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Sport Analyst

Categories: DataHealthSports


In this day and age, Association football is the global sport worldwide, whether as hobbies, careers, or a part of fitness regimens, because they are uniquely democratic team sports. It is inconsequential whether footballer’s height, color skin, financial status and age are different. According to FIFA, there are 270 million people play association football, which is four percent of the world’s population. The association footballer is repeatedly endangered by musculoskeletal injuries, some of the injuries are due to the overload of their training program.

In this research project, the project team research and find a solution to prevent these injuries by using sensor technology and machine learning techniques to detect and analyse the signs and symptoms of overtraining syndrome in footballers.

The project focus on the research question “How can we develop an effectively applicable tool that can validly measure the external and internal training load and help medical staff and physical trainer detect (potential) overload, and thus help to make the right intervention to prevent injuries”.

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The project’s goal was created a machine learning framework, which can run a pre-season health examination based on footballer’s training data with high accuracy. Therefore, this framework could be developed, optimized and extended in the future. The mandatory requirements for this framework are easy to configure without complicit programming via Python API, the result of pre-season health examination from machine learning framework had the high accuracy and reliability.

Literature review

In this chapter the literatures with information about internal stress are described.

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Effect of hot environmental conditions on physical activity patterns and temperature response of soccer players (2010, pp. 140-147) was published in Scandinavian journal of medicine & science in sports. This research was funded and supported by Turkish Football Federation and FIFA Football Medicine and Research Centre (FMARC). The main purpose of this research was evaluated thermal responses and physical activities of footballers during matches through hot environmental conditions. To evaluate the results, GPS monitor and Heart rate value are the two main variables.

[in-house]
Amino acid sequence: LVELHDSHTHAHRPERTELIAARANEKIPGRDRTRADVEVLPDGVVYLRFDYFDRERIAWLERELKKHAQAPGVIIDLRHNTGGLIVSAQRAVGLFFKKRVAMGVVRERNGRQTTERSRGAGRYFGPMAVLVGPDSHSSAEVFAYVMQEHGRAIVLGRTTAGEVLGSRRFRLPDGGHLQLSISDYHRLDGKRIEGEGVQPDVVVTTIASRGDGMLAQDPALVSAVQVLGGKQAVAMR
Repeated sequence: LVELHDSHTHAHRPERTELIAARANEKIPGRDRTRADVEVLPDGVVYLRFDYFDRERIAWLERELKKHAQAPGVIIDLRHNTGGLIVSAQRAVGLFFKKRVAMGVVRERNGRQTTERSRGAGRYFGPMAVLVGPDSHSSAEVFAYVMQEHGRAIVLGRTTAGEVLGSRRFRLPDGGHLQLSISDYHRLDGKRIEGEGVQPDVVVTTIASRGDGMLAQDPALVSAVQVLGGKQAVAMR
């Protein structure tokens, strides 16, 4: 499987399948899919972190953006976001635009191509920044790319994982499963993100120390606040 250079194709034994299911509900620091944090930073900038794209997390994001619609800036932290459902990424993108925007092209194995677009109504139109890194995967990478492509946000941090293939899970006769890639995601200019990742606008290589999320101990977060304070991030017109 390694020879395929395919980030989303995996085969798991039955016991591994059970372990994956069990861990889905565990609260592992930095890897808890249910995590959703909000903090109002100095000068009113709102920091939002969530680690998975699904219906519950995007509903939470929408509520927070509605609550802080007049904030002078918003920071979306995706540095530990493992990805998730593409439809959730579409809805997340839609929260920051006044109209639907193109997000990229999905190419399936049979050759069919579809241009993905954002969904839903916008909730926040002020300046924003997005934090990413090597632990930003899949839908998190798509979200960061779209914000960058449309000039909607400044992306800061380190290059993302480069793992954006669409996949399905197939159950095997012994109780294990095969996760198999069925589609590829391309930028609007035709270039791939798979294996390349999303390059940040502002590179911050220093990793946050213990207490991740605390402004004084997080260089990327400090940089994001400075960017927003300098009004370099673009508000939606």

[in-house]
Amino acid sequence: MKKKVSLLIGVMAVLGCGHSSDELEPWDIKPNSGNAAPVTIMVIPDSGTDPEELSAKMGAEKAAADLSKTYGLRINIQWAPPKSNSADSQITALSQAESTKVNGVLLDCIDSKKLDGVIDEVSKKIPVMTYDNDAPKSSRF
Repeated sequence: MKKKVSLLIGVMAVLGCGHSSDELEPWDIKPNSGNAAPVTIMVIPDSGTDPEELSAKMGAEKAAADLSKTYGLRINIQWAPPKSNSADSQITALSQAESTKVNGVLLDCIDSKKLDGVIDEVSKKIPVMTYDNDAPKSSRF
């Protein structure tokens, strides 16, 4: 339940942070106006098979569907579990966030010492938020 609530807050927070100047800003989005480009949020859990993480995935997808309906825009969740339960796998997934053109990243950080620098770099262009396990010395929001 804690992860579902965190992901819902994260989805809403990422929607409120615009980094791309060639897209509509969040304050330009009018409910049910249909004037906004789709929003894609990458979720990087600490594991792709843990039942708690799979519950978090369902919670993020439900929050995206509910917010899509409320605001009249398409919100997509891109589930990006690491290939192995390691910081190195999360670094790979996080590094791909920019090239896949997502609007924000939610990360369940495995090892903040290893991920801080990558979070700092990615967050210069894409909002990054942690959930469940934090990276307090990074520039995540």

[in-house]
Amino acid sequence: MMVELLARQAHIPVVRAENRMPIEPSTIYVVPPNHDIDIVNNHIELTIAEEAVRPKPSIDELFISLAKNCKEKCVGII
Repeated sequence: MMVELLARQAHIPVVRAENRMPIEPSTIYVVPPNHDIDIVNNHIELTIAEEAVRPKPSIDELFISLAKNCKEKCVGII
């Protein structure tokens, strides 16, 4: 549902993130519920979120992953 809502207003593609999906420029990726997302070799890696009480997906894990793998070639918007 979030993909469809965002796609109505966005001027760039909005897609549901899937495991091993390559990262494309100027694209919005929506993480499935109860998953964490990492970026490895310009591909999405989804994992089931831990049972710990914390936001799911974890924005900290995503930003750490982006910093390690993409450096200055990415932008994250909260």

As reported, the Garma watch gathered data from the start to the end of match. These data will be explored and analyzed to discover the effect of environment on the player performance. The following physical activities were applied to the GPS data: standing (0-0.4 km/h), walking (0.5-7.5 km/h), jogging (7.6-14.5 km/h), low-moderate intensity running (14.6-19.5km/h), high-intensity running (19.6-25.5 km/h) and sprinting (42.56 km/h). Therefore, the heart rated data will be measured and marked with the time period for further analysis of heart rate and speed.


From June to July 2007 in the city of Adana, the mean temperature range was around 35°C (moderate heat) and 49°C (high heat). The highest core temperature of footballers was reached 40.2 in high heat match (HH). However, after the warm-up session, the core temperature of footballers was recorded between 37.6 °C to 37.7 °C in moderate heat match (MH).

The average heart rate in the first half of the game was lower than the MH match with around 171 beats/ minute and higher in the second half with 164 beats/minute. Concerning HH match, the mean heart rate was lower than MH which were 169 beats/minutes in the first half and 155 beats/minute in the rest. In whatever way, the higher sweat rate and dehydration were the evidence for the core body temperature increased with the higher distance covered.


This research is valuable because it determined the relationship between heart rate and temperature. However, the current data set is not containing the temperature value. In the future, the weather feature could be added to FC Twente data to improve the accuracy of machine learning model in the future.


  1. Rowe, D., Lawrence, G., Miller, T., & McKay, J. (1994). Global sport? Core concern and peripheral vision.
  2. Division, F. C. (2007). Big Count 2006: Statistical Summary Report by Gender/Category/Region. Information Services.
  3. Kibler, W. B., Chandler, T. J., & Stracener, E. S. (1992). Musculoskeletal adaptations and injuries due to overtraining. Exercise and sport sciences reviews, 20, 99-126.
  4. K. T., Kurdak, S. S., Maughan, R. J., Zeren, C., Korkmaz, S., … & Dvorak, J. (2010). Effect of hot environmental conditions on physical activity patterns and temperature response of football players. Scandinavian journal of medicine & science in sports, 20, 140-147.

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Sport Analyst. (2019, Dec 12). Retrieved from

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